Over the past several years, and especially during the years that milfoil has been in decline, other weeds have established themselves and offer competition to the milfoil. Chara is one of these weeds. It is a low lying weed that carpets the
bottom to the extent that milfoil finds little area to set down roots.
The 2009 State of the Lake Report contains a discussion of an algae called Gloeotrichia. During much of the field season of 2010 this algae was still very evident. Despite this, the visibility was extremely good .
According to Stacey Dodge, the manager of the Town Grove, the fish caught during the 2010 season tended to be larger than she has seen in the recent past. She reports the following catches that were reported and photographed at the Grove office:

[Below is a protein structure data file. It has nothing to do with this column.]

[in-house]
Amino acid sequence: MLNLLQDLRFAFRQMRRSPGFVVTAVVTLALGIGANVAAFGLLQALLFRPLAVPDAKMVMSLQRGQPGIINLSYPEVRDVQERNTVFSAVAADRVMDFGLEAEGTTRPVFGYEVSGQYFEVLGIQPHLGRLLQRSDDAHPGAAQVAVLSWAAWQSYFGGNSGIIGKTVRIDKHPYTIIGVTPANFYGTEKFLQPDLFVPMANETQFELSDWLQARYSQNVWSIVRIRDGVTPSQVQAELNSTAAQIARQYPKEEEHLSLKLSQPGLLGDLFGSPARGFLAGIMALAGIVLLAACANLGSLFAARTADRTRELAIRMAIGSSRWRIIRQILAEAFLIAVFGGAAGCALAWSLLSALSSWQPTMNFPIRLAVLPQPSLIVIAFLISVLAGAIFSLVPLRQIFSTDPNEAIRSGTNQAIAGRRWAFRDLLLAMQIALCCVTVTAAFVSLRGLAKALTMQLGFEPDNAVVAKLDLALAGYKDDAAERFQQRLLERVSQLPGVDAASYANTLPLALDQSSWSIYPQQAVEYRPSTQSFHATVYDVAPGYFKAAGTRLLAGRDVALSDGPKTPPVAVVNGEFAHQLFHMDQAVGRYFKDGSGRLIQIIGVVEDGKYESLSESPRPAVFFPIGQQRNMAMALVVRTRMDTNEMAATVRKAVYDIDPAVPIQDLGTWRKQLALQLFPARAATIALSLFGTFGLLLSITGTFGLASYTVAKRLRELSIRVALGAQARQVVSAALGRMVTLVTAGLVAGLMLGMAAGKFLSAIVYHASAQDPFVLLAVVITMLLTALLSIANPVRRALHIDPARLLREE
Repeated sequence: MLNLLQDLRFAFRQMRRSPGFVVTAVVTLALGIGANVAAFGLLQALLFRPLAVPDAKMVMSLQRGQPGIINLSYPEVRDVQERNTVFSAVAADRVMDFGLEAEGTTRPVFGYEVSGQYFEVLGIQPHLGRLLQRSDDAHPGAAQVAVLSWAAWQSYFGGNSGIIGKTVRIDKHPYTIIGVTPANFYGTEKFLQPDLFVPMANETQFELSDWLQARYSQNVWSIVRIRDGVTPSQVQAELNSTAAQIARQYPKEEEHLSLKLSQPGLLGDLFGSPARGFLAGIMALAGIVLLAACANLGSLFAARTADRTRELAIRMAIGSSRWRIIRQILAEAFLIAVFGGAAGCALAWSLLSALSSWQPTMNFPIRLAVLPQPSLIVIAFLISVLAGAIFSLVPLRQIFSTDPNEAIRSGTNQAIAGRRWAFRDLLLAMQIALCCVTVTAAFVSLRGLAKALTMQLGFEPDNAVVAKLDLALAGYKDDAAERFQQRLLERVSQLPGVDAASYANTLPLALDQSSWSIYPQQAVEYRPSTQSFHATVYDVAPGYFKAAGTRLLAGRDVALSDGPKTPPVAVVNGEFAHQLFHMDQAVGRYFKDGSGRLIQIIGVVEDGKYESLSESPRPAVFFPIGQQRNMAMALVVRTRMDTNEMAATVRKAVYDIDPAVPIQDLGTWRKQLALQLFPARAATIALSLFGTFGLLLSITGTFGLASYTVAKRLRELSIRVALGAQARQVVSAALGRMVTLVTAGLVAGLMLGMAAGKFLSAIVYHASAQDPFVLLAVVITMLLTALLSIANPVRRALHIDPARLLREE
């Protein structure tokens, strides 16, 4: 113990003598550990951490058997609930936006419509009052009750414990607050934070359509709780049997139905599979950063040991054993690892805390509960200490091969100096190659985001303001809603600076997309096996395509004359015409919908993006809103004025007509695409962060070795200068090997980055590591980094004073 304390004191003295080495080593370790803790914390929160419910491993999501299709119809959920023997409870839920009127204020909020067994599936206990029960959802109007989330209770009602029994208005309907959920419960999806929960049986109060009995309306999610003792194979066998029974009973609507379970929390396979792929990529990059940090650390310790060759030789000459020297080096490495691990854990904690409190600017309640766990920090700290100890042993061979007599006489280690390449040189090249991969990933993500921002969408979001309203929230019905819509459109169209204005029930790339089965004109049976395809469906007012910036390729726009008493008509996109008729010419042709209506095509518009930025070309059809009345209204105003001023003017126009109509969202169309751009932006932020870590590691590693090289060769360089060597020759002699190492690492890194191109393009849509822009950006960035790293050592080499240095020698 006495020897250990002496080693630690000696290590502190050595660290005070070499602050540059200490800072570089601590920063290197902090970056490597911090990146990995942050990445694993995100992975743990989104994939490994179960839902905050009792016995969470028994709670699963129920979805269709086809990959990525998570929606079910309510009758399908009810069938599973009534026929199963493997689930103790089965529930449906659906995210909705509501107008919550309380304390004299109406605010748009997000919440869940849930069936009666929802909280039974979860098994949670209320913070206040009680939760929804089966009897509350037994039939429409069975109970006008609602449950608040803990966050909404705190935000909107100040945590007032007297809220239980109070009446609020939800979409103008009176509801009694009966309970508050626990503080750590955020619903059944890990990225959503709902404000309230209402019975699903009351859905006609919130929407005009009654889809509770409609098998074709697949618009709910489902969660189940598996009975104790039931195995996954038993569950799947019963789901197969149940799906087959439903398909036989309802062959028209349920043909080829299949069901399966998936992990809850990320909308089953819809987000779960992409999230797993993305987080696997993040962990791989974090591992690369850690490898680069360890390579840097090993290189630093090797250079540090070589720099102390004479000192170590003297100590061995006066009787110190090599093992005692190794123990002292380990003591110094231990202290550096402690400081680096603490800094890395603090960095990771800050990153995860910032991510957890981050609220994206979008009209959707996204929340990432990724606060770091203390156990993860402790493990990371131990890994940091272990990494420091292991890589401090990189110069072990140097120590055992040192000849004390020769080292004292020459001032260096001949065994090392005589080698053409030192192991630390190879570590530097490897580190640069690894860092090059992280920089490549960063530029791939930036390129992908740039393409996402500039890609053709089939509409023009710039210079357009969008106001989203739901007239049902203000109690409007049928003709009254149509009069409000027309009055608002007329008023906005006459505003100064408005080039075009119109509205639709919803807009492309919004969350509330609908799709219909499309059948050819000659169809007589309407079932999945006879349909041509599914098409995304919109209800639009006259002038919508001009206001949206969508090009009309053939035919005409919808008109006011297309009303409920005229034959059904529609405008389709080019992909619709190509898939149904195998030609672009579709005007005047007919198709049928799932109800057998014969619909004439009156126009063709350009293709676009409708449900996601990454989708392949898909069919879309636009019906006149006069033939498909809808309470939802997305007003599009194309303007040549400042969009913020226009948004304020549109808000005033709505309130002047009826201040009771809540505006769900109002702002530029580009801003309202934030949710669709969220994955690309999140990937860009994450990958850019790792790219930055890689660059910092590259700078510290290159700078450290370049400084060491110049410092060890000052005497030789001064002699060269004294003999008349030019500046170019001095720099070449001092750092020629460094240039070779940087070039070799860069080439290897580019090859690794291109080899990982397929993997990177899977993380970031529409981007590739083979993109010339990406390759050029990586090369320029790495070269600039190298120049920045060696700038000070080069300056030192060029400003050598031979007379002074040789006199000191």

|Fish Size||Number Reported|
|3 – 3.5 lbs.||27|
|3.5 – 4 lbs.||17|
|4 – 4.5 lbs.||12|
|4.5 – 5 lbs.||8|
Both the weed inventory reported in Section 3 and this bird inventory are a result of observations made while we were diving or doing water sampling. They are not inventories carried out under prescribed procedures. Audubon Sharon has agreed to do a more formal bird inventory during 2011.
Last year we had anywhere from 5 to 10 Double- crested Cormorants on the lake throughout the summer and fall. This year only one showed up in the spring, found it not to his liking, and headed off, not to be seen again. This is good news, as cormorant guano can be extremely damaging to vegetation. Several islands in Lake Champlain have been completely defoliated by cormorants. We don’t need a repeat of that. We spotted no additional cormorants during the open water season.